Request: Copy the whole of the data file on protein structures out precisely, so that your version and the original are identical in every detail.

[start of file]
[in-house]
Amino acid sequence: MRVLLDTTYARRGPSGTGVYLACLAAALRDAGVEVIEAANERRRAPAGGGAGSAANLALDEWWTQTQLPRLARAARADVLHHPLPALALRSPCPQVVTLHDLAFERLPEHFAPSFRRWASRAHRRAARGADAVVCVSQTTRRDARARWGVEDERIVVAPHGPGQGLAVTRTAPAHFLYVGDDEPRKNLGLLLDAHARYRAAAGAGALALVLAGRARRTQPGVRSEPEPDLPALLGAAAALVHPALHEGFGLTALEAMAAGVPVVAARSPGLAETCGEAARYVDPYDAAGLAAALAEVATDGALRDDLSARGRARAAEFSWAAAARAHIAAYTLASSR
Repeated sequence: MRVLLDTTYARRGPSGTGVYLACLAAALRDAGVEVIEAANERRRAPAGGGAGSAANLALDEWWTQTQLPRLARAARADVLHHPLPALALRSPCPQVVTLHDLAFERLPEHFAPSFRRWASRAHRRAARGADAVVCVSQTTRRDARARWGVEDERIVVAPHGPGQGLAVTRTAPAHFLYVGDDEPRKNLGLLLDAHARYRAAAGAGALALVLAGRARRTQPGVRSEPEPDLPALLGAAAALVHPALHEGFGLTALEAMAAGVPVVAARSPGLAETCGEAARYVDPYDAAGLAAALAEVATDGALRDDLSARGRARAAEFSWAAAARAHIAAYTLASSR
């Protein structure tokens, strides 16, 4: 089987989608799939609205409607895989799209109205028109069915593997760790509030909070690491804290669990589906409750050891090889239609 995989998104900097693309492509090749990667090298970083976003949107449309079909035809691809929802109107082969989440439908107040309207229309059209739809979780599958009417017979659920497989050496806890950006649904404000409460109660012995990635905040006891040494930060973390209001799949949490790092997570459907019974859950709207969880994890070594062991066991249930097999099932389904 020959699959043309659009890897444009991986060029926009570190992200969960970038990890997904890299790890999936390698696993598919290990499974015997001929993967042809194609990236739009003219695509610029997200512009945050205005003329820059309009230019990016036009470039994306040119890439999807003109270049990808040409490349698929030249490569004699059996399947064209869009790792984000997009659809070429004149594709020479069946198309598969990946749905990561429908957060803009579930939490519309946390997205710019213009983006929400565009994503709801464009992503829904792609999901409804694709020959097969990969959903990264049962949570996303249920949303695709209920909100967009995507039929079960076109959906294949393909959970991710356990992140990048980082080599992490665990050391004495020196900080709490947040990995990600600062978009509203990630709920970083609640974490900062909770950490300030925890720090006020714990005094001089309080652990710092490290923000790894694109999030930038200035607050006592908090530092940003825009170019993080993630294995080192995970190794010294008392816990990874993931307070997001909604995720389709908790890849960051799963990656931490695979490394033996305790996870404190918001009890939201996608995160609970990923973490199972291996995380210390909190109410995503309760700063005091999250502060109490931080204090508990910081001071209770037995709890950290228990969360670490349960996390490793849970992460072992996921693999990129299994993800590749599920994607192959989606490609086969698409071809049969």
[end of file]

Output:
[in-house]
Amino acid sequence: MRVLLDTTYARRGPSGTGVYLACLAAALRDAGVEVIEAANERRRAPAGGGAGSAANLALDEWWTQTQLPRLARAARADVLHHPLPALALRSPCPQVVTLHDLAFERLPEHFAPSFRRWASRAHRRAARGADAVVCVSQTTRRDARARWGVEDERIVVAPHGPGQGLAVTRTAPAHFLYVGDDEPRKNLGLLLDAHARYRAAAGAGALALVLAGRARRTQPGVRSEPEPDLPALLGAAAALVHPALHEGFGLTALEAMAAGVPVVAARSPGLAETCGEAARYVDPYDAAGLAAALAEVATDGALRDDLSARGRARAAEFSWAAAARAHIAAYTLASSR
Repeated sequence: MRVLLDTTYARRGPSGTGVYLACLAAALRDAGVEVIEAANERRRAPAGGGAGSAANLALDEWWTQTQLPRLARAARADVLHHPLPALALRSPCPQVVTLHDLAFERLPEHFAPSFRRWASRAHRRAARGADAVVCVSQTTRRDARARWGVEDERIVVAPHGPGQGLAVTRTAPAHFLYVGDDEPRKNLGLLLDAHARYRAAAGAGALALVLAGRARRTQPGVRSEPEPDLPALLGAAAALVHPALHEGFGLTALEAMAAGVPVVAARSPGLAETCGEAARYVDPYDAAGLAAALAEVATDGALRDDLSARGRARAAEFSWAAAARAHIAAYTLASSR
């Protein structure tokens, strides 16, 4: 089987989608799939609205409607895989799209109205028109069915593997760790509030909070690491804290669990589906409750050891090889239609 995989998104900097693309492509090749990667090298970083976003949107449309079909035809691809929802109107082969989440439908107040309207229309059209739809979780599958009417017979659920497989050496806890950006649904404000409460109660012995990635905040006891040494930060973390209001799949949490790092997570459907019974859950709207969880994890070594062991066991249930097999099932389904 020959699959043309659009890897444009991986060029926009570190992200969960970038990890997904890299790890999936390698696993598919290990499974015997001929993967042809194609990236739009003219695509610029997200512009945050205005003329820059309009230019990016036009470039994306040119890439999807003109270049990808040409490349698929030249490569004699059996399947064209869009790792984000997009659809070429004149594709020479069946198309598969990946749905990561429908957060803009579930939490519309946390997205710019213009983006929400565009994503709801464009992503829904792609999901409804694709020959097969990969959903990264049962949570996303249920949303695709209920909100967009995507039929079960076109959906294949393909959970991710356990992140990048980082080599992490665990050391004495020196900080709490947040990995990600600062978009509203990630709920970083609640974490900062909770950490300030925890720090006020714990005094001089309080652990710092490290923000790894694109999030930038200035607050006592908090530092940003825009170019993080993630294995080192995970190794010294008392816990990874993931307070997001909604995720389709908790890849960051799963990656931490695979490394033996305790996870404190918001009890939201996608995160609970990923973490199972291996995380210390909190109410995503309760700063005091999250502060109490931080204090508990910081001071209770037995709890950290228990969360670490349960996390490793849970992460072992996921693999990129299994993800590749599920994607192959989606490609086969698409071809049969």